The inspectors who board the ship at quarantine do not make the examinations but merely see that the declarations are duly filled out and turn them over to the supervisor in charge at the pier. Incidentally they saunter through the deserted staterooms collecting empty jewel boxes, labels hastily ripped from foreignmade garments, scraps of paper, and other rubbish that any ragpicker would scorn, but which very frequently proves to be worth a good many thousands of dollars to the Government, for such things often turn out to be clues to attempts at smuggling. »
Upon disembarking the passenger finds lined up and waiting for duty one inspector for each five first-class, and one for each ten second-class, passengers. There are also a couple of desks for each class in charge of uniformed men. Among those present, but not in uniform, are a number of customs detectives who have ways of their own of finding any dutiable articles that may happen to escape the regular inspectors. At regular intervals along the walls is a letter of the alphabet. The passenger takes up his stand in the space corresponding to the first letter of his name to wait for his baggage. When it is all assembled he goes to a desk, and presents the numbered coupon he tore from his declaration. The latter is fished from the pile, the inspector at the head of the waiting line is called to escort the passenger to another desk where the latter is shown his declaration and asked if the signature is his own. Then comes the examination.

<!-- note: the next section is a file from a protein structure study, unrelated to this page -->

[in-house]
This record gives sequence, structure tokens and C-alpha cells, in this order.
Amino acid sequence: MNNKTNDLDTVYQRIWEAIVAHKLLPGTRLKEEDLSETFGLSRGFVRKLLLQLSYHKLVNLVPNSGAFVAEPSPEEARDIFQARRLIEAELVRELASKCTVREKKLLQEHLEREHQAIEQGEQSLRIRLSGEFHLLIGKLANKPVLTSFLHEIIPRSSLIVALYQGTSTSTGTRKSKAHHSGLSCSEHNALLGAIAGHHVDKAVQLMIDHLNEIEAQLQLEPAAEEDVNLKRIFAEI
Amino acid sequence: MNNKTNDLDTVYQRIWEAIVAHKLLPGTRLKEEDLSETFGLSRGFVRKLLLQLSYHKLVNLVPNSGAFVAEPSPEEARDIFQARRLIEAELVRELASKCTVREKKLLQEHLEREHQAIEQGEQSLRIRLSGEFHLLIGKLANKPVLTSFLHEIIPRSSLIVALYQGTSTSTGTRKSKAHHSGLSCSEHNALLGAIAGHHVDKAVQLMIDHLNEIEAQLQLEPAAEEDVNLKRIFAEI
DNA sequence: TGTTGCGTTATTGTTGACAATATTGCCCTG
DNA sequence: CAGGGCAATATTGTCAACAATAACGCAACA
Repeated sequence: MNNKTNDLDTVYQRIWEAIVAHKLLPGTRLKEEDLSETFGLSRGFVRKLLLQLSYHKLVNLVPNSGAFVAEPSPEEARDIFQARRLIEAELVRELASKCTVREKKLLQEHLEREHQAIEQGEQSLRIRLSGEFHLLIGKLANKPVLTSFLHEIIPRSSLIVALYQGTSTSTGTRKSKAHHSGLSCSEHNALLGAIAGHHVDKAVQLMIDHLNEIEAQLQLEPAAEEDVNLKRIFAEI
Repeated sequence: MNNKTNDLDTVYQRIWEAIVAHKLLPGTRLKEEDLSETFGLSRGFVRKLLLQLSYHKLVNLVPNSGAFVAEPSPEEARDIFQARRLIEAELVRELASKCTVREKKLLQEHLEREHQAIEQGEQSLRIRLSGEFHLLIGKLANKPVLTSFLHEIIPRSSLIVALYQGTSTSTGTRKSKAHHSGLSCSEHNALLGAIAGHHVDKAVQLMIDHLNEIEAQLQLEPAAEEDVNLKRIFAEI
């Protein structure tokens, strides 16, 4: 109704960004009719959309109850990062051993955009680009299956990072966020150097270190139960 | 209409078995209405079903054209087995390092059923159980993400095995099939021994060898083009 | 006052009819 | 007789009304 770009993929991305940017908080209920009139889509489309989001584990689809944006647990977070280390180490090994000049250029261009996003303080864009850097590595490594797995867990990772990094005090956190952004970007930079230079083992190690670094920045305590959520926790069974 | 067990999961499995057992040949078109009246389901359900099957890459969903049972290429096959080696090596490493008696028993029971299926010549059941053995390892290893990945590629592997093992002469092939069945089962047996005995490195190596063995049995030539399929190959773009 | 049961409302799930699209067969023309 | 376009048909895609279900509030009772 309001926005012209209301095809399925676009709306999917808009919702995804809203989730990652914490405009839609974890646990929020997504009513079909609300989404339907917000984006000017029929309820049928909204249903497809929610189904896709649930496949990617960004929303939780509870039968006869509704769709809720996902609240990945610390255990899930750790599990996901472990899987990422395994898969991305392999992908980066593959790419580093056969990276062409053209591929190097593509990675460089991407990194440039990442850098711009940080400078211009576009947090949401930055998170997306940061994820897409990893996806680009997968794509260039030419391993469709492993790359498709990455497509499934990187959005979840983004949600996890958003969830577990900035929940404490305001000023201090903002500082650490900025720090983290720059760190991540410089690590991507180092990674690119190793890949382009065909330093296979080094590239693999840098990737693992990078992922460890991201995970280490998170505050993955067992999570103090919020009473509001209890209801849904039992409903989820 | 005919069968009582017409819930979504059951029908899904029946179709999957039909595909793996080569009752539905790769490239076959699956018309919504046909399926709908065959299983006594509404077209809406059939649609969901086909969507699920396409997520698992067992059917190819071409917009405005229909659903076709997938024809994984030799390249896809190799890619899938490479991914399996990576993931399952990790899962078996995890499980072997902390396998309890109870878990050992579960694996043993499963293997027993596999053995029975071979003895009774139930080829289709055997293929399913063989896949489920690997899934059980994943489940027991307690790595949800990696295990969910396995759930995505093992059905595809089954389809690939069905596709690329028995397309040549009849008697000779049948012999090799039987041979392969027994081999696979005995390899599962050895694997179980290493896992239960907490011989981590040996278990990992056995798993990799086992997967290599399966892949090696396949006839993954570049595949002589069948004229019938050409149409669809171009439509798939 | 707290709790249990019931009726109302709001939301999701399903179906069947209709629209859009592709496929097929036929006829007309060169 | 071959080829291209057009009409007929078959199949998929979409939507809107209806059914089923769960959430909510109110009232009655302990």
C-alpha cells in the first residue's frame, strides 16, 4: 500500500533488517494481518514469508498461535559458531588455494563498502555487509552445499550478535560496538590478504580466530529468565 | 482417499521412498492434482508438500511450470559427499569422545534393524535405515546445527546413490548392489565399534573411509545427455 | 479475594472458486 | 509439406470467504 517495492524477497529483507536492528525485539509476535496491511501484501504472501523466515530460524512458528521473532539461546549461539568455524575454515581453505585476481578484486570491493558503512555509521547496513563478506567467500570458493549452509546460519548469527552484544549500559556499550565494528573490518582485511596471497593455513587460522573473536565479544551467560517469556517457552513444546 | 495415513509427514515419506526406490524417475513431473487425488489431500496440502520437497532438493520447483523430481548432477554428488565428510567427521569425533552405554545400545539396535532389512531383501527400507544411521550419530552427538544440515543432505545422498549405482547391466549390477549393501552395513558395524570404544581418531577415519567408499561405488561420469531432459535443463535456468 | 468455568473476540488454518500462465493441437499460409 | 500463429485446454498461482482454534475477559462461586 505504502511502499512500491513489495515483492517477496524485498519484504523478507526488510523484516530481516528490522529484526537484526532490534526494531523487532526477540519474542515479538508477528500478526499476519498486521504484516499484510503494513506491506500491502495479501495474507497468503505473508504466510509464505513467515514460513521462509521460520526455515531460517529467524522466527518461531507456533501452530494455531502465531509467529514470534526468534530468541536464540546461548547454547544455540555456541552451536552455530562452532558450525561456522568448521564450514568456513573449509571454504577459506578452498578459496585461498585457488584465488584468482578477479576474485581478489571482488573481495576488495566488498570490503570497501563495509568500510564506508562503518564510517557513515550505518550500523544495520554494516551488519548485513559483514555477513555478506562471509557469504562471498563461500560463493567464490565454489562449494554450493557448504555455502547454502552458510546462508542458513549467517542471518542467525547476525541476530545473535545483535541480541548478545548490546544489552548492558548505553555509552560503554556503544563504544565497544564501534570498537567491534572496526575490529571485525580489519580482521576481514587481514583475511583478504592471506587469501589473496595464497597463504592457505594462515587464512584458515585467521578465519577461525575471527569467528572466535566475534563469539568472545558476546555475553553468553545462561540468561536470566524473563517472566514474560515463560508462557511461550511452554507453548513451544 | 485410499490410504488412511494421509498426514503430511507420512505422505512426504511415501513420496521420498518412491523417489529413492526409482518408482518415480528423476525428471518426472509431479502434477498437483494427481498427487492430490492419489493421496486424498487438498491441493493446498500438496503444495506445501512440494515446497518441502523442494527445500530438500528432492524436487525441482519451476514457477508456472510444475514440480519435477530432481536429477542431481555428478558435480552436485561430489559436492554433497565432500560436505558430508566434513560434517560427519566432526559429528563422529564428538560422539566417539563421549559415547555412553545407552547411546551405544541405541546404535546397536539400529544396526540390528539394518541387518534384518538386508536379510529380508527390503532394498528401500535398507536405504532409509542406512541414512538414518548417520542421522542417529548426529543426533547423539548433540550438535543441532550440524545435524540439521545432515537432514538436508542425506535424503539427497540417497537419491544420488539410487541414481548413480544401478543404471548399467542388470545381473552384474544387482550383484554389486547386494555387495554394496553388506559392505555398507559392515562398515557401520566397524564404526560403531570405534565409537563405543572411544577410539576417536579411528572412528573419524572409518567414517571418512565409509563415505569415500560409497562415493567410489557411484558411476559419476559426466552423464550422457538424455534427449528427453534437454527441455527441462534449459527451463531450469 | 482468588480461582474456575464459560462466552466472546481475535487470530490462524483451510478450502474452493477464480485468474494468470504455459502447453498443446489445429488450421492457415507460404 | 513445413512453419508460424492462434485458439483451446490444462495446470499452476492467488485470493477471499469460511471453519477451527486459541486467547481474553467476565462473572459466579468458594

Such heart-rending pictures have been drawn by newspapers of a certain type of the "sufferings" of delicately nurtured ladies undergoing the tortures of the examination, alleged to be aggravated by the boorishness and brutality of the uni
formed fiends who perpetrate it, that it seems a pity to spoil the illusion. But the unpicturesque truth is that all such stories are ordinary lies.